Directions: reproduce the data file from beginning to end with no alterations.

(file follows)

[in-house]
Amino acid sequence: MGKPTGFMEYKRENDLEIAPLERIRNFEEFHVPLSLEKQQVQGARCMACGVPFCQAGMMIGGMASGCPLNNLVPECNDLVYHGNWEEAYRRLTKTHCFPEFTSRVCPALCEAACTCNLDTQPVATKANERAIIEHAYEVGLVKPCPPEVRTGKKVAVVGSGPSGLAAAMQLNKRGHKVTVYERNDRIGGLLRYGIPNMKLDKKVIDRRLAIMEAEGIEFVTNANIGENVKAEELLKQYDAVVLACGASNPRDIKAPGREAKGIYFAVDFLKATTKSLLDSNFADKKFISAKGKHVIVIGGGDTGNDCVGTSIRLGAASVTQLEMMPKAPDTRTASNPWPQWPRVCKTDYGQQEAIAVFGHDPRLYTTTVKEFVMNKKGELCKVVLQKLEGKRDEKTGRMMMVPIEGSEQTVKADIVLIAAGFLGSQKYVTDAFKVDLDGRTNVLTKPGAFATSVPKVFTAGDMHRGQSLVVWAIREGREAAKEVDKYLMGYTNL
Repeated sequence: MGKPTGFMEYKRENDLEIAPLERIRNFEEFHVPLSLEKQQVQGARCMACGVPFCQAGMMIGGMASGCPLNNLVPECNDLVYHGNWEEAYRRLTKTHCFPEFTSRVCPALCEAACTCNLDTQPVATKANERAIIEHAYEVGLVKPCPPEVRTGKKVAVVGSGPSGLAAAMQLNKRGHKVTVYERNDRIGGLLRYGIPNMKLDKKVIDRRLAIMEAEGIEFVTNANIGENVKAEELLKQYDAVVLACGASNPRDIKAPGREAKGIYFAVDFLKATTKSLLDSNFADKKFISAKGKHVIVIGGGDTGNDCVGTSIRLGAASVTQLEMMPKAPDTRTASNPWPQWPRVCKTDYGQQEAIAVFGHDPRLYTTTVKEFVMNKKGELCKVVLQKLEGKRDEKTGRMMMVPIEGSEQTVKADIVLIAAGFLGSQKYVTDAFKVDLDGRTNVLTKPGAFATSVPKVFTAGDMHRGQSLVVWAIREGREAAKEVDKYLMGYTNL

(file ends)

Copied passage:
[in-house]
Amino acid sequence: MGKPTGFMEYKRENDLEIAPLERIRNFEEFHVPLSLEKQQVQGARCMACGVPFCQAGMMIGGMASGCPLNNLVPECNDLVYHGNWEEAYRRLTKTHCFPEFTSRVCPALCEAACTCNLDTQPVATKANERAIIEHAYEVGLVKPCPPEVRTGKKVAVVGSGPSGLAAAMQLNKRGHKVTVYERNDRIGGLLRYGIPNMKLDKKVIDRRLAIMEAEGIEFVTNANIGENVKAEELLKQYDAVVLACGASNPRDIKAPGREAKGIYFAVDFLKATTKSLLDSNFADKKFISAKGKHVIVIGGGDTGNDCVGTSIRLGAASVTQLEMMPKAPDTRTASNPWPQWPRVCKTDYGQQEAIAVFGHDPRLYTTTVKEFVMNKKGELCKVVLQKLEGKRDEKTGRMMMVPIEGSEQTVKADIVLIAAGFLGSQKYVTDAFKVDLDGRTNVLTKPGAFATSVPKVFTAGDMHRGQSLVVWAIREGREAAKEVDKYLMGYTNL
Repeated sequence: MGKPTGFMEYKRENDLEIAPLERIRNFEEFHVPLSLEKQQVQGARCMACGVPFCQAGMMIGGMASGCPLNNLVPECNDLVYHGNWEEAYRRLTKTHCFPEFTSRVCPALCEAACTCNLDTQPVATKANERAIIEHAYEVGLVKPCPPEVRTGKKVAVVGSGPSGLAAAMQLNKRGHKVTVYERNDRIGGLLRYGIPNMKLDKKVIDRRLAIMEAEGIEFVTNANIGENVKAEELLKQYDAVVLACGASNPRDIKAPGREAKGIYFAVDFLKATTKSLLDSNFADKKFISAKGKHVIVIGGGDTGNDCVGTSIRLGAASVTQLEMMPKAPDTRTASNPWPQWPRVCKTDYGQQEAIAVFGHDPRLYTTTVKEFVMNKKGELCKVVLQKLEGKRDEKTGRMMMVPIEGSEQTVKADIVLIAAGFLGSQKYVTDAFKVDLDGRTNVLTKPGAFATSVPKVFTAGDMHRGQSLVVWAIREGREAAKEVDKYLMGYTNL